Picture this: waking up at 10 am for a class whose homework you completed 2 bowls in, reposting a weed whacking ad you misread as an infographic against unruly marijuana charges, walking to class to the worst song you’ve ever heard in your life, already imagining the end of your day. Yes, you are a UVM student who’s, with neither stakes nor purpose to your life, benefitting from parents you haven’t liked since you began to blame yourself for the divorce. Sure, social media has kept you from thinking for yourself in months, but who needs to put effort into any real anecdote when small talk does just the trick?
As someone who spent 3 years working at a Starbucks (and aged at thrice the rate), I am no stranger to the dance of small talk. In fact, I would argue that at one point it was something I generally looked forward to. Call it frivolous, but as Americans it is our civic duty to pretend to give a shit about other people! Especially when working a register for 8 hours. Given the choice between relieving myself so violently on the café floor that I am asked to immediately leave the premises and complimenting Keightlynne on her ugly name, I’m going to act on whatever yields the most tip money. And unfortunately for me, the last regular with a pee fetish relieved himself so violently on the café floor that he was asked to immediately leave the premises.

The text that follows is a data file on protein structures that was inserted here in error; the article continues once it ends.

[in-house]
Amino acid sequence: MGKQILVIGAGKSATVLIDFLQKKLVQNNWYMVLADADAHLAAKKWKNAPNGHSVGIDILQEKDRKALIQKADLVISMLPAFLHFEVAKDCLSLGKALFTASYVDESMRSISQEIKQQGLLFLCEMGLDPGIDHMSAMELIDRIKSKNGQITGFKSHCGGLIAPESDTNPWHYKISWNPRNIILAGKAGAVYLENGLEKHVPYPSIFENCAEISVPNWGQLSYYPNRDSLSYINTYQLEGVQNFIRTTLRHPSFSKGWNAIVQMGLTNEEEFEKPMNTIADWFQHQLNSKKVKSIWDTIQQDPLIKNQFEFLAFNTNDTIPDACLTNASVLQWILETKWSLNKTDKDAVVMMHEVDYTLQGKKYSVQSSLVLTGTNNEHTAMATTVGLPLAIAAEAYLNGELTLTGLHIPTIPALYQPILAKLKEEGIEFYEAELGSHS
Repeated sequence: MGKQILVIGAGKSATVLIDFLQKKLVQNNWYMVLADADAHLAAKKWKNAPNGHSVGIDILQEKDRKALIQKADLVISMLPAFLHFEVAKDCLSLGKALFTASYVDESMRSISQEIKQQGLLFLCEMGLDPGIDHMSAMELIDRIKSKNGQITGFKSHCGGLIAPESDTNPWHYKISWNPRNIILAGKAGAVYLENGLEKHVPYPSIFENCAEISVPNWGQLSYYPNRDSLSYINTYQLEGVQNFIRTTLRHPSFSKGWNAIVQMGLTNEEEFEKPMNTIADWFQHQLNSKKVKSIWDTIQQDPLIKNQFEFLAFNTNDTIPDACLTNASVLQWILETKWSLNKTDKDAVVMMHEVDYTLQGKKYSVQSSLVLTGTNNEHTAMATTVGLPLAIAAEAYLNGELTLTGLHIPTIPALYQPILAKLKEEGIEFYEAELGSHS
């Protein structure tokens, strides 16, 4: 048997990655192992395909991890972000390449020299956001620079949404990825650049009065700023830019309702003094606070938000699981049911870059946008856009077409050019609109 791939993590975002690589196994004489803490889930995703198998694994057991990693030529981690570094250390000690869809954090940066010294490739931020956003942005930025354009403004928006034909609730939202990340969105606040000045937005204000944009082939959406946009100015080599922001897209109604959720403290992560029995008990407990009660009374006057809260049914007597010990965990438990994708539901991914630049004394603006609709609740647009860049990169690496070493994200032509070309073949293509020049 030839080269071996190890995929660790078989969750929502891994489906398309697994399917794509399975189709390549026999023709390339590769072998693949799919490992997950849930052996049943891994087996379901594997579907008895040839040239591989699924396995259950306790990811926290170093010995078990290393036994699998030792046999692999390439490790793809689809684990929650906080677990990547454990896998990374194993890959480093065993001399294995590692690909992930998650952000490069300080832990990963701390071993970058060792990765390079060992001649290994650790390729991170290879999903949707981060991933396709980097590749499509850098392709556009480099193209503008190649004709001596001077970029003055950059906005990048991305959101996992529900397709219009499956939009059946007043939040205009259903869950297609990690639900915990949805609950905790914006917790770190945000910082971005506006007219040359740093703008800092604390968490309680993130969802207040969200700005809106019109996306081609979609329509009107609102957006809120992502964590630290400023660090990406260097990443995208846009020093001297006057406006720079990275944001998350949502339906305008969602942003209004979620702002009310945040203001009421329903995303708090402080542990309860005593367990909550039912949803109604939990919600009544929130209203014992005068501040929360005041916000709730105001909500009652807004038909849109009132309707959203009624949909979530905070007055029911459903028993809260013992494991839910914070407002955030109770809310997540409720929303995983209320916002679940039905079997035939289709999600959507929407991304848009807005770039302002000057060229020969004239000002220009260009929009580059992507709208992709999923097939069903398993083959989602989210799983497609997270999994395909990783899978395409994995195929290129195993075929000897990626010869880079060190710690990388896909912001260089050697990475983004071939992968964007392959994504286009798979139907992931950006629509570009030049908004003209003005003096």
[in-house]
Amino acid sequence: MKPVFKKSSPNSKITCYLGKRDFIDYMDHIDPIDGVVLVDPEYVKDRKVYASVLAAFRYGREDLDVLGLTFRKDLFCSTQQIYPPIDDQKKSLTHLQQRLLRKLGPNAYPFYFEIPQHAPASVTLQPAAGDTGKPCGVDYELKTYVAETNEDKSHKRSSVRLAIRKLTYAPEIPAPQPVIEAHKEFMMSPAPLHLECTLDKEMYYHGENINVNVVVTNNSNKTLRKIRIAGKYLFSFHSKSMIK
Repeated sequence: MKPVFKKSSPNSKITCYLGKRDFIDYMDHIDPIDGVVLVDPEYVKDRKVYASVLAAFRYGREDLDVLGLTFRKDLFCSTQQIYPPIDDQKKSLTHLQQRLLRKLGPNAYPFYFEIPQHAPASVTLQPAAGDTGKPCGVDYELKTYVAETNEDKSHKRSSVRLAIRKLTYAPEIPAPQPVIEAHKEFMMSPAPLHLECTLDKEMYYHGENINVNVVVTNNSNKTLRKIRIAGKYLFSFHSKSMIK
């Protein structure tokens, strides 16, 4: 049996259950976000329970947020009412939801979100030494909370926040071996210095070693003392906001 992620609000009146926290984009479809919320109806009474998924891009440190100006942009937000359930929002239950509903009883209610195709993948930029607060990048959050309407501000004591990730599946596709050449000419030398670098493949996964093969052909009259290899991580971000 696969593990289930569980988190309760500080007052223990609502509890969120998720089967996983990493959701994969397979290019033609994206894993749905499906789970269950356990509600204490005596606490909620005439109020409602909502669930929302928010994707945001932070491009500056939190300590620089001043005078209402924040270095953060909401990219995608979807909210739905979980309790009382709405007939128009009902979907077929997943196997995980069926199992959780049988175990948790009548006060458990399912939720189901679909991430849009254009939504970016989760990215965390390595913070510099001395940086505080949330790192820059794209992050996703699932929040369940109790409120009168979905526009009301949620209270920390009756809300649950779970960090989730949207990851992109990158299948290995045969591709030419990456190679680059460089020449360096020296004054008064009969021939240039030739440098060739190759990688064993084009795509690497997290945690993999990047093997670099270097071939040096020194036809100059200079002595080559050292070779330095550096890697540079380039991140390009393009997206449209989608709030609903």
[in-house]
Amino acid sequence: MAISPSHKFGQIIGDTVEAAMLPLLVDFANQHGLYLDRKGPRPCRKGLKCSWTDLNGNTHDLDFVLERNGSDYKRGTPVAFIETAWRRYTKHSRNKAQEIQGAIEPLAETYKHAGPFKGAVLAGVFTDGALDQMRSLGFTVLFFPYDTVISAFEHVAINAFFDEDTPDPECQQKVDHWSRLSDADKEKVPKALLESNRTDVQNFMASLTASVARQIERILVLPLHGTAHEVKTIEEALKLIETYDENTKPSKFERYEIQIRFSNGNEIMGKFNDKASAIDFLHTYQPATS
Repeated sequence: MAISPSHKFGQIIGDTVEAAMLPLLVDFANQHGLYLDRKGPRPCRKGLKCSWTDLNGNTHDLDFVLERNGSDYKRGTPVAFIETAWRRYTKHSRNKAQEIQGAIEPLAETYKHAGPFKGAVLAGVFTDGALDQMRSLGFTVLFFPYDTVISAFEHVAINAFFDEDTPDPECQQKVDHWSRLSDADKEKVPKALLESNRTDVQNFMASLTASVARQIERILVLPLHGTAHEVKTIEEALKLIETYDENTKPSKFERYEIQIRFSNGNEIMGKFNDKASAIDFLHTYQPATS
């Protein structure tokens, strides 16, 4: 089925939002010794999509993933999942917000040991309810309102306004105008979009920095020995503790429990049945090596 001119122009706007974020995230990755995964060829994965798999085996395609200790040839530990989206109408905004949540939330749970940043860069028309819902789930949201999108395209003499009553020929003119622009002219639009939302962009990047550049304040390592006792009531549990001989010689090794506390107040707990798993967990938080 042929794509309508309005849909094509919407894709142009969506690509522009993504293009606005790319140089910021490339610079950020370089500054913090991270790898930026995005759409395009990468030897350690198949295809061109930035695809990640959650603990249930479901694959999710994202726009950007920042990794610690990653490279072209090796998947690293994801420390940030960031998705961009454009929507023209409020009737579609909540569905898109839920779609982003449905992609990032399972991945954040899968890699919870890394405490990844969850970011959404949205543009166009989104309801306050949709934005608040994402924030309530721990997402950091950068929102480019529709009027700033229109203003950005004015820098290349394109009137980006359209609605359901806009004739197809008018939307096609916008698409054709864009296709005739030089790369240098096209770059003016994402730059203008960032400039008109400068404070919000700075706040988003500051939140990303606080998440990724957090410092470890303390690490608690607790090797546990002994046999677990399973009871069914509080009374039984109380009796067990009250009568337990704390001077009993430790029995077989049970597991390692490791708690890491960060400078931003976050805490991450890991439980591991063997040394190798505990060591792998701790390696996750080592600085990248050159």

It is evident that people have different thresholds for engaging in the short, meaningless banter. And although I will defend its boredom busting powers in food service, it can be absolutely exhausting in a college setting. We have so many people living 20 minutes outside of Boston we could fill an entire high school! Finally, a high school experience where queer is the norm.
Personally, this has made me overly cynical, confusing every conversation I have as meaningless banter until we run out of the surface level. My friends haven’t heard a personal detail about me since I accidentally revealed my middle name started with an Q last semester.
The more I stay here, I recognize the impacts on my mental health when surrounded by people who don’t watch Survivor. However, it is a reality we must all accept within us. Maybe it is not what people tell us, but how they communicate it. Reading in between the nuances of their facial expressions and taking what little information they shared and recognizing its value to that who momentarily confided in you. However, I swear to God if one more person interrupts my alone time and solely tells me their day was “Good,” after I ask them, I will be hysterically peeing all over this campus, never to return.
Categories: April 26, reflections